We just got home from a month in South America: three weeks in Argentina, a 4-day jeep tour in southern Bolivia’s Salar de Uyuni, and a few days in Chile’s Atacama Desert. Yup, a whirlwind of greatest hits and a few off-the- beaten-path gems. This is the first in a series of posts about the natural wonders and cultures of these countries. I’m still on cloud nine thinking about all our amazing experiences. I’m going to start with the highlights of our travels in Argentina. They aren’t in any specific order, except perhaps the first one.
Fall hiking in Patagonia (El Chaltén)
This wasn’t just a perfect moment, it was four days of perma-grin plastered on my face. Sure, I’d seen photos of Patagonia, but in real life those towers of the Fitz Roy range are completely overwhelming. Add the fall colours, and…well…I’m still speechless. We were there the second week of April, the peak time for fall foliage. The small town of El Chaltén is a day hiker’s paradise with trailheads just steps from hostels and hotels. Imagine a day of hiking through scenery like this and then topping it off with glass of Malbec and Argentinian steak. It’s hard to beat. I’ll be posting about several hikes.
The beauty and sound of Glaciar Perito Moreno
Glaciar Perito Moreno is beautiful and enormous (30 km long, 5 km wide, 60 m high), but it’s the sound of the glacier that lingers with me. As pieces of ice calved, thundering crashes disrupted our contemplative awe. We were lucky to see several huge pieces break off and plummet into Lago Argentino. Parque National Los Glaciares has done a fantastic job with the boardwalks that let visitors see the glacier from every vantage point. The park is easily accessed by private car or tour from the town of El Calafate, 78 km away.
The jungle trails of Iguazú Falls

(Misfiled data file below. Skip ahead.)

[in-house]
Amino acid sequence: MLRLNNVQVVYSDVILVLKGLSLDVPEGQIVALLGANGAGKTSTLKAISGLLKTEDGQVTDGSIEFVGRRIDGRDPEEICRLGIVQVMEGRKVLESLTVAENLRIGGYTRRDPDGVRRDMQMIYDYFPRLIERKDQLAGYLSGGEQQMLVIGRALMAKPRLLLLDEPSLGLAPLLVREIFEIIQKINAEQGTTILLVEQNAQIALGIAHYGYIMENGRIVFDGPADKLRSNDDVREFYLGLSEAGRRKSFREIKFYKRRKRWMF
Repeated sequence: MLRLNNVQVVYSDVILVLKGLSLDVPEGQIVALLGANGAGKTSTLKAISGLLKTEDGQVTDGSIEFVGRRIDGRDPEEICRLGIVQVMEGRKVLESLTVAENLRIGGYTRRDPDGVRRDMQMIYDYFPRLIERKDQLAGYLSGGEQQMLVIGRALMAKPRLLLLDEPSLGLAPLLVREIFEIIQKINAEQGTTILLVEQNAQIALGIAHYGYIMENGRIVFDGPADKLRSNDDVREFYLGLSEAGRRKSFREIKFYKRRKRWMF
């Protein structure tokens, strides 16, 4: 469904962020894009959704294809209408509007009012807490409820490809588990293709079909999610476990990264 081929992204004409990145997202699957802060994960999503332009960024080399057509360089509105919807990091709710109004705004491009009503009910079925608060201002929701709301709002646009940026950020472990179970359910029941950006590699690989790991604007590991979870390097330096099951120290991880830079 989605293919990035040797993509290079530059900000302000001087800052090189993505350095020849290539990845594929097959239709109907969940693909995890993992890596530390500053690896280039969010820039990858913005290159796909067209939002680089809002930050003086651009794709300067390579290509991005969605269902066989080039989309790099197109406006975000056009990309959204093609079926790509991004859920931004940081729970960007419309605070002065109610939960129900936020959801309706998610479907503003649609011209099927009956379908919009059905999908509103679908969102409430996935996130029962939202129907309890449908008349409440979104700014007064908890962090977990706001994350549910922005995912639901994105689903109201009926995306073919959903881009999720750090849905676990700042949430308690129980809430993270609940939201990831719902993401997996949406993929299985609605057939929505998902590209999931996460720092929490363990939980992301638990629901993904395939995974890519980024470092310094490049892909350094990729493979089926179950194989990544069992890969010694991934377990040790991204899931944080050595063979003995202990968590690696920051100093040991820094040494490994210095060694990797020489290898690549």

Most people head straight for the Garganta del Diablo (the devil’s throat), the highest and deepest of the falls and the star attraction at Iguazú. It is indeed amazing, but we equally enjoyed the trails that wind through the jungle to glorious viewing platforms that are blissfully uncrowded, especially early in the morning. Later in the day, exquisitely coloured butterflies are everywhere. We spent a very full day exploring the falls on the Argentinian side and another half day visiting the Brazilian side. Both are glorious and I really recommend seeing both. I’ll tell you why in a dedicated post.
Wine pairing lunch in Cafayate
Nestled up in the northwest of the country, Cafayate is the second most important wine growing area in Argentina (after Mendoza) and the highest altitude wine growing region in the world. We stumbled upon Bodega Piattelli, a gorgeous winery, where we whiled away the afternoon on their beautiful patio over a five course wine pairing lunch. The wine, the food, the view, the temperature…everything was perfect. Luckily our hotel was only 3 km down the hill! Cafayate is most easily accessed via the lovely town of Salta.
Driving the Valles Calchaquíes loop from Salta
The off-the-beaten path Valles Calchaquíes packs an incredible diversity into a relatively small area. We rented a car in Salta and did a 3-day loop that took us through jungle, cacti-strewn highlands, otherworldly rock formations, traditional villages and sophisticated wineries (see Cafayate above). Visually, my favourite was the tortured landscape of Quebrada de las Flechas (arrow gorge). A good portion of the loop is unpaved and there are steep switchbacks with precipitous drops. But, this area is meant to be savoured, slowly. Three days are minimum; five or six would have been perfect.